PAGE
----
Limits...
Polyglutamine expansion accelerates the dynamics of ataxin-1 and does not result in aggregate formation.

Krol HA, Krawczyk PM, Bosch KS, Aten JA, Hol EM, Reits EA - PLoS ONE (2008)

Bottom Line: Instead of being static, insoluble aggregates, nuclear accumulations formed by the polyQ-expanded ataxin-1 showed enhanced intracellular kinetics as compared to wild-type ataxin-1.Interestingly, polyQ expansion did not affect the nuclear-cytoplasmic shuttling of ataxin-1 as proposed before.These results indicate that polyQ expansion does not necessarily lead to aggregate formation, and that the enhanced kinetics may affect the nuclear function of ataxin-1.

View Article: PubMed Central - PubMed

Affiliation: Department of Cell Biology and Histology, Academic Medical Centre, University of Amsterdam, Amsterdam, The Netherlands.

ABSTRACT

Background: Polyglutamine expansion disorders are caused by an expansion of the polyglutamine (polyQ) tract in the disease related protein, leading to severe neurodegeneration. All polyQ disorders are hallmarked by the presence of intracellular aggregates containing the expanded protein in affected neurons. The polyQ disorder SpinoCerebellar Ataxia 1 (SCA1) is caused by a polyQ-expansion in the ataxin-1 protein, which is thought to lead to nuclear aggregates.

Methodology/principal findings: Using advanced live cell fluorescence microscopy and a filter retardation assay we show that nuclear accumulations formed by polyQ-expanded ataxin-1 do not resemble aggregates of other polyQ-expanded proteins. Instead of being static, insoluble aggregates, nuclear accumulations formed by the polyQ-expanded ataxin-1 showed enhanced intracellular kinetics as compared to wild-type ataxin-1. During mitosis, ataxin-1 accumulations redistributed equally among daughter cells, in contrast to polyQ aggregates. Interestingly, polyQ expansion did not affect the nuclear-cytoplasmic shuttling of ataxin-1 as proposed before.

Conclusions/significance: These results indicate that polyQ expansion does not necessarily lead to aggregate formation, and that the enhanced kinetics may affect the nuclear function of ataxin-1. The unexpected findings for a polyQ-expanded protein and their consequences for ongoing SCA1 research are discussed.

Show MeSH

Related in: MedlinePlus

Polyglutamine expansion does not affect ataxin-1 shuttling between the nucleus and the cytoplasm.(A). Cos-7 cells and N2A and differentiated SH-SY5Y neuronal cells contain cytoplasmic accumulations of both Atx1[Q2]GFP and Atx1[Q85]GFP. (B). Representative nucleocytoplasmic shuttling assay in a Cos-7 bikaryon with small and large Atx1[Q2]GFP nuclear accumulations. Shuttling to the bleached nucleus is only observed when small nuclear accumulations are present. (C). Atx1[Q85]GFP can shuttle between nucleus and cytoplasm when bikaryons of Cos-7 cell contain small nuclear accumulations. When large nuclear accumulations are present there is no nucleocytoplasmic shuttling of either Atx1[Q2]GFP or Atx1[Q85]GFP. The bleached region is indicated in white. Sizebar = 1 µm.
© Copyright Policy
Related In: Results  -  Collection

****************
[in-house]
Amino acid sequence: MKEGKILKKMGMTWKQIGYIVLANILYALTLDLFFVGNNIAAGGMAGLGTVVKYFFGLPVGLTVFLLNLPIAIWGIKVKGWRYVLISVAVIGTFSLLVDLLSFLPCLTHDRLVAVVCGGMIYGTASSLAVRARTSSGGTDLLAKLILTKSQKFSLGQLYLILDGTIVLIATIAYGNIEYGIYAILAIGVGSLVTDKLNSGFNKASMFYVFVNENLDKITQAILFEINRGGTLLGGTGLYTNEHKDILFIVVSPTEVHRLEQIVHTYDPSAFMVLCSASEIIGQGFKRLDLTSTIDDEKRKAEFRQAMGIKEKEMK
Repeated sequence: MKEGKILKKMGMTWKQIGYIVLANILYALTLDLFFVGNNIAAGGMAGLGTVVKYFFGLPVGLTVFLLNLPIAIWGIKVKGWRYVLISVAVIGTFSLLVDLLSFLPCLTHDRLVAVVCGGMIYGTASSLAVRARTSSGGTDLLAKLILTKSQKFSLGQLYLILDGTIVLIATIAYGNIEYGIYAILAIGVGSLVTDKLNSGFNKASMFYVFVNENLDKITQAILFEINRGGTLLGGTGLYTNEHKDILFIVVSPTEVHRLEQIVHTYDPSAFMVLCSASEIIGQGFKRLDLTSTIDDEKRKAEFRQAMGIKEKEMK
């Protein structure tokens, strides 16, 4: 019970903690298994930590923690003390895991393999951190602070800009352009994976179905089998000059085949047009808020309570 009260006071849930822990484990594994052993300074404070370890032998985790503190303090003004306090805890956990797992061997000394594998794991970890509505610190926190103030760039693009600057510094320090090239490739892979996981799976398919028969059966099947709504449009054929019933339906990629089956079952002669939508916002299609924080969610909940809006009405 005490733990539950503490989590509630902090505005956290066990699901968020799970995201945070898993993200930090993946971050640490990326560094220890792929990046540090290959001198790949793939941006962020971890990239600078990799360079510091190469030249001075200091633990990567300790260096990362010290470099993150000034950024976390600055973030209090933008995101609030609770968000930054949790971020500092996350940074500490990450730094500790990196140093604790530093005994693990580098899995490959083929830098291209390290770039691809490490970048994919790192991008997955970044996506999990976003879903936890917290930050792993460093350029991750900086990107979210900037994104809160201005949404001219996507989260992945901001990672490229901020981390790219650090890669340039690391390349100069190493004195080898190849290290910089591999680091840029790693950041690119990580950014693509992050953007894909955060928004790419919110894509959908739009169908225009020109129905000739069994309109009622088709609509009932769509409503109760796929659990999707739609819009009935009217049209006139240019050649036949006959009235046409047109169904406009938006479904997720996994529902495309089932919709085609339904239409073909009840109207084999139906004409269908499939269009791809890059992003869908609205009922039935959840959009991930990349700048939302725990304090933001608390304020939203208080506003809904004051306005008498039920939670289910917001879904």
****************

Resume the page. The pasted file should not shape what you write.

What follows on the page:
getmorefigures.php?uid=PMC2200796&req=5

pone-0001503-g004: Polyglutamine expansion does not affect ataxin-1 shuttling between the nucleus and the cytoplasm.(A). Cos-7 cells and N2A and differentiated SH-SY5Y neuronal cells contain cytoplasmic accumulations of both Atx1[Q2]GFP and Atx1[Q85]GFP. (B). Representative nucleocytoplasmic shuttling assay in a Cos-7 bikaryon with small and large Atx1[Q2]GFP nuclear accumulations. Shuttling to the bleached nucleus is only observed when small nuclear accumulations are present. (C). Atx1[Q85]GFP can shuttle between nucleus and cytoplasm when bikaryons of Cos-7 cell contain small nuclear accumulations. When large nuclear accumulations are present there is no nucleocytoplasmic shuttling of either Atx1[Q2]GFP or Atx1[Q85]GFP. The bleached region is indicated in white. Sizebar = 1 µm.

Mentions: As wild-type ataxin-1 can shuttle between the nucleus and the cytoplasm of a cell, it has been suggested that ataxin-1 is involved in RNA binding and transport to the cellular periphery [7]. This transport may be abolished in SCA1, as polyQ expansion hampers the nuclear export of ataxin-1 [7]. It should however be noted that in this study small wild-type ataxin-1 nuclear accumulations were compared to large polyQ-expanded ataxin-1 nuclear accumulations. As we showed that large accumulations of both polyQ-expanded Atx1[Q85]GFP and wildtype Atx1[Q2]GFP have a lower recovery rate when compared to small accumulations this might have limited the exit of free ataxin-1 from the nucleus. We also observed that Cos-7 cells expressing either Atx1[Q2]GFP or Atx1[Q85]GFP showed cytoplasmic presence of the protein, either diffuse or in body-like structures, independent of the length of the polyQ expansion (Fig 4A). The presence of cytoplasmic polyQ-expanded ataxin-1 is not limited to Cos-7 cells, as cultured neuroblastoma cells such as SH-SY5Y and N2A neuroblastoma cells (Fig 4A) as well as U343MG astrocytoma cells (data not shown) showed cytoplasmic presence and movement of ataxin-1 accumulations. The cytoplasmic presence may reflect the suggested role of ataxin-1 in RNA binding and shuttling to cytoplasmic domains [7]. To test whether polyQ-expansion limits the nuclear-cytoplasmic shuttling of ataxin-1, we performed a nucleocytoplasmic shuttling assay with Atx1[Q2]GFP and Atx1[Q85]GFP transfected in Cos-7 cells. To measure the nuclear shuttling, we performed FRAP analysis on cells containing two nuclei (bikaryons) by photobleaching all fluorescence except for one ataxin-1 nucleus and visualized the exchange and shuttling of GFP-tagged ataxin-1 by imaging the increase of fluorescence in the bleached nucleus. These experiments were performed in the presence of the translation inhibitor cycloheximide to prevent fluorescence recovery due to de novo synthesis of ataxin-1. We distinguished between cells having either only small or large nuclear ataxin-1 accumulations. Cells having only free nuclear ataxin-1 distribution or ataxin-1 present in small nuclear accumulations showed recovery of fluorescence in the bleached nucleus within 30 minutes after bleaching, independent of the length of a polyQ expansion (Fig 4B,C, upper panel). However, the bikaryons with large nuclear ataxin-1 accumulations did not show any recovery within this time span. This observation was independent of the length of the polyQ tract (Fig 4B,C lower panel). Taken together, these data show that the shuttling of ataxin-1 only occurs when the protein is diffusely dispersed in the nucleoplasm or when the protein is present in small nuclear accumulations. More importantly, the ability of ataxin-1 to shuttle from the nucleus is not affected by the length of the polyQ expansion.